Therefore, at the present stage, if free public transportation is provided, undoubtedly it will be warmly embraced, but it seems more important for the government to realize more pressing problems.
Mu Yifei (hlj.rednet.cn): Local governments at various levels all provide subsidies to public transportation. The government and passengers share the cost. If public buses are free of charge, then it means the government is responsible for all the expenditures. Free public transportation is theoretically possible and also it will help to increase the efficiency of public transportation and greatly cut the number of private cars.
Free public transportation will benefit all the urban residents, especially those of low incomes. This is a specific example of making free basic public services accessible to all the public. While huge financial revenues lay the foundation for livelihood improvement, what behind the free public transportation is a concept to make economic development fruits available to all people.
Fang Yuan (Jiaxing Daily): Recent years have seen China's consumer prices continue to rise, throwing some people into a difficult living situation. At the same time, fiscal revenues of governments at various levels are booming. Against this backdrop, the call for the government to transfer some benefits to the common people is becoming louder and louder.
Free public transportation is a tangible way to transfer the development benefits to the people.
Besides, free transportation targets people of middle and low incomes-and we all know, these people need the government's subsidies most. That is to say, by providing free transportation service, the government is able to spend money where it is most needed. Maybe this policy can only do so much to improve people's livelihood, but the idea of transferring the fruits of the country's development to the people should be commended.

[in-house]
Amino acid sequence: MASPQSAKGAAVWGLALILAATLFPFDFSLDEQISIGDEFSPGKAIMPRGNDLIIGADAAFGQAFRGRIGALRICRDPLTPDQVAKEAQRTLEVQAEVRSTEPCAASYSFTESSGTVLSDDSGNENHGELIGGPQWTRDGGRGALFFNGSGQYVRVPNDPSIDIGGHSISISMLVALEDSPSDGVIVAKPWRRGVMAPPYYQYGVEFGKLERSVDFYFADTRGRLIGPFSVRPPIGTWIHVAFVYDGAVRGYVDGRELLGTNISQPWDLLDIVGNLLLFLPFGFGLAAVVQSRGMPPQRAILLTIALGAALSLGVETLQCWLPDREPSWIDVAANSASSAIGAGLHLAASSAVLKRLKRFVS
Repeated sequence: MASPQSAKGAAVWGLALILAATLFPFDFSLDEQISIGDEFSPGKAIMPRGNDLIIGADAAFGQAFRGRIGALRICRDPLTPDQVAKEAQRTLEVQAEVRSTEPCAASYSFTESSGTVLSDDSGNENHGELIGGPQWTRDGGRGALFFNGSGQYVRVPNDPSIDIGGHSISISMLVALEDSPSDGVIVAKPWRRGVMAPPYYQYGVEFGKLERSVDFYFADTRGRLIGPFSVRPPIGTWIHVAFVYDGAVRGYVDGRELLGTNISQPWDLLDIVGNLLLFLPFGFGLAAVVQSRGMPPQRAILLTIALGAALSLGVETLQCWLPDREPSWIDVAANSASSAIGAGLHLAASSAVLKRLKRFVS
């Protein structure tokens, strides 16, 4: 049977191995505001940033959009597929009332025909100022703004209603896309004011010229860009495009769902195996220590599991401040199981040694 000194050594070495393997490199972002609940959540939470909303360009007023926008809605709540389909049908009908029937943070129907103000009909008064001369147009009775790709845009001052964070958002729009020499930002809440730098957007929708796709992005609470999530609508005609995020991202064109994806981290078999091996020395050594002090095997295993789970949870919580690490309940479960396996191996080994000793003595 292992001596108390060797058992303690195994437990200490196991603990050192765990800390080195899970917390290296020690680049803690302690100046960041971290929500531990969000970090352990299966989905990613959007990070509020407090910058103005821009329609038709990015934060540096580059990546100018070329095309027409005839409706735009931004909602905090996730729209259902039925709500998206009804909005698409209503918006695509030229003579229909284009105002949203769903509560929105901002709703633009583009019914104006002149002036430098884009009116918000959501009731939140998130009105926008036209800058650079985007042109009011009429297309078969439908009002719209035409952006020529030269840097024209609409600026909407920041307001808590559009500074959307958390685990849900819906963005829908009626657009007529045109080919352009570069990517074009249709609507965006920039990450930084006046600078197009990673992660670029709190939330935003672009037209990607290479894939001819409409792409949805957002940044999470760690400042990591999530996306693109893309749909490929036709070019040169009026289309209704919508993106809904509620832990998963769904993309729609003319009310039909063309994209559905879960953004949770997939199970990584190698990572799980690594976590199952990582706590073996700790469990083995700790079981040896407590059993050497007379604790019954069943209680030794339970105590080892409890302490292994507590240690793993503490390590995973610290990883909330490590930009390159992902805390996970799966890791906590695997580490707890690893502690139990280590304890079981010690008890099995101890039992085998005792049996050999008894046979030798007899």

Wu Hangmin (hlj.rednet.cn): We always think that free public transportation is impossible. The reason is that in many places, local public transportation operates in a market economy and government subsidies are very limited.
Changning's free public transportation is certain to trigger debates and even hostile remarks. Many people will ask: Can local administrations afford this?
We are making efforts to develop a conservation culture. Isn't it necessary for the government to take a lead in this regard? And the core of conservation-oriented government is to use financial resources in a frugal way.
In the 20 years from 1986 to 2005, the rise of government expenditures has outpaced that of gross domestic product or government revenues. A free public transportation service was therefore not on the government's agenda.
If the government hopes to make it possible for the whole population to enjoy development fruits, one precondition is that the government must be frugal in its spending.
Changning has managed to boost its fiscal revenues sharply for years. This serves as a strong economic foundation. Some people doubt that Changning's model can be introduced elsewhere, but Changning's example implies that, when local governments have increasing revenues, as long as they try to use the money properly, benefiting the needy can be achieved.
Feng Xin (www.tianshannet.com.cn): Public buses take up less road space and energy, and cause less pollution than private cars. Suppose 100 passengers are to be transported. Automobiles will take up 9 times the road space, 5 times the fuel and discharge 15 times as much harmful exhaust compared with public buses.
Free public transportation will help strengthen people's environmental protection awareness, save road space and pay more attention to public transportation development.